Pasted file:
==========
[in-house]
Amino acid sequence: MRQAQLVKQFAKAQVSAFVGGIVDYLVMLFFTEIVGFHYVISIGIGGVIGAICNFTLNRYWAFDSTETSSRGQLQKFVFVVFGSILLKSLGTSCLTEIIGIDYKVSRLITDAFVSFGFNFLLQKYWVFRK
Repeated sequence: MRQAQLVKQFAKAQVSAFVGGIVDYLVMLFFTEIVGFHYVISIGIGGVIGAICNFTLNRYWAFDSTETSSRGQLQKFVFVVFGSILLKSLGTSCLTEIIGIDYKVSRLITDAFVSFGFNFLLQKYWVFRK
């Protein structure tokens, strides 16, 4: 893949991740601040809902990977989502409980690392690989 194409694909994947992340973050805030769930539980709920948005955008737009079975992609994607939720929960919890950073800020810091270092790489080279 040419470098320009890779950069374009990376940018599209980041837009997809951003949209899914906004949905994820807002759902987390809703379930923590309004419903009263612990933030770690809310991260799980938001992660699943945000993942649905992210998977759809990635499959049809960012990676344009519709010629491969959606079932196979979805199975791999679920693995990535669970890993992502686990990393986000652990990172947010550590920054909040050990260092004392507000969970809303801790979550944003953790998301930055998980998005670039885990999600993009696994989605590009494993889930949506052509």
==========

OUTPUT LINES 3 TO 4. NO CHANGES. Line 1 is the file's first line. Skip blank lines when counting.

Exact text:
Repeated sequence: MRQAQLVKQFAKAQVSAFVGGIVDYLVMLFFTEIVGFHYVISIGIGGVIGAICNFTLNRYWAFDSTETSSRGQLQKFVFVVFGSILLKSLGTSCLTEIIGIDYKVSRLITDAFVSFGFNFLLQKYWVFRK
């Protein structure tokens, strides 16, 4: 893949991740601040809902990977989502409980690392690989 194409694909994947992340973050805030769930539980709920948005955008737009079975992609994607939720929960919890950073800020810091270092790489080279 040419470098320009890779950069374009990376940018599209980041837009997809951003949209899914906004949905994820807002759902987390809703379930923590309004419903009263612990933030770690809310991260799980938001992660699943945000993942649905992210998977759809990635499959049809960012990676344009519709010629491969959606079932196979979805199975791999679920693995990535669970890993992502686990990393986000652990990172947010550590920054909040050990260092004392507000969970809303801790979550944003953790998301930055998980998005670039885990999600993009696994989605590009494993889930949506052509």